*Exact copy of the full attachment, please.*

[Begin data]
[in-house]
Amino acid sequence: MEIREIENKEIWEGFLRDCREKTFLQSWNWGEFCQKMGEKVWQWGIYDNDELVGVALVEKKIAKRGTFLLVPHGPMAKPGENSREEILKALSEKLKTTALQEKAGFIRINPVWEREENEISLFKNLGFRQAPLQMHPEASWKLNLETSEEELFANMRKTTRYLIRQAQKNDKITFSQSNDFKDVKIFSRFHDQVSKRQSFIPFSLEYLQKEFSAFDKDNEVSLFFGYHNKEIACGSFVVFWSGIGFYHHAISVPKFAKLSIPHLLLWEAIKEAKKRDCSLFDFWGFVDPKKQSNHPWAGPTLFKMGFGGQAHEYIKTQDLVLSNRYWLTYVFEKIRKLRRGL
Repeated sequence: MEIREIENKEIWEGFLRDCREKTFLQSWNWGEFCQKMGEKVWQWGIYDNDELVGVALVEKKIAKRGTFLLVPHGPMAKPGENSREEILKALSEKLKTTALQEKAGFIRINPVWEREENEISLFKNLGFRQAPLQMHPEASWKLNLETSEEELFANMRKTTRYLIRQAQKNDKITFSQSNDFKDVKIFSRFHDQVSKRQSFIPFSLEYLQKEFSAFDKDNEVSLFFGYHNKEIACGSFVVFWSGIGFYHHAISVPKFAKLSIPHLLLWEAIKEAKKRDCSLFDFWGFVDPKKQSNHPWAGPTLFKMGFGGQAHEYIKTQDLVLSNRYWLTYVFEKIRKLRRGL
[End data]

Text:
[in-house]
Amino acid sequence: MEIREIENKEIWEGFLRDCREKTFLQSWNWGEFCQKMGEKVWQWGIYDNDELVGVALVEKKIAKRGTFLLVPHGPMAKPGENSREEILKALSEKLKTTALQEKAGFIRINPVWEREENEISLFKNLGFRQAPLQMHPEASWKLNLETSEEELFANMRKTTRYLIRQAQKNDKITFSQSNDFKDVKIFSRFHDQVSKRQSFIPFSLEYLQKEFSAFDKDNEVSLFFGYHNKEIACGSFVVFWSGIGFYHHAISVPKFAKLSIPHLLLWEAIKEAKKRDCSLFDFWGFVDPKKQSNHPWAGPTLFKMGFGGQAHEYIKTQDLVLSNRYWLTYVFEKIRKLRRGL
Repeated sequence: MEIREIENKEIWEGFLRDCREKTFLQSWNWGEFCQKMGEKVWQWGIYDNDELVGVALVEKKIAKRGTFLLVPHGPMAKPGENSREEILKALSEKLKTTALQEKAGFIRINPVWEREENEISLFKNLGFRQAPLQMHPEASWKLNLETSEEELFANMRKTTRYLIRQAQKNDKITFSQSNDFKDVKIFSRFHDQVSKRQSFIPFSLEYLQKEFSAFDKDNEVSLFFGYHNKEIACGSFVVFWSGIGFYHHAISVPKFAKLSIPHLLLWEAIKEAKKRDCSLFDFWGFVDPKKQSNHPWAGPTLFKMGFGGQAHEYIKTQDLVLSNRYWLTYVFEKIRKLRRGL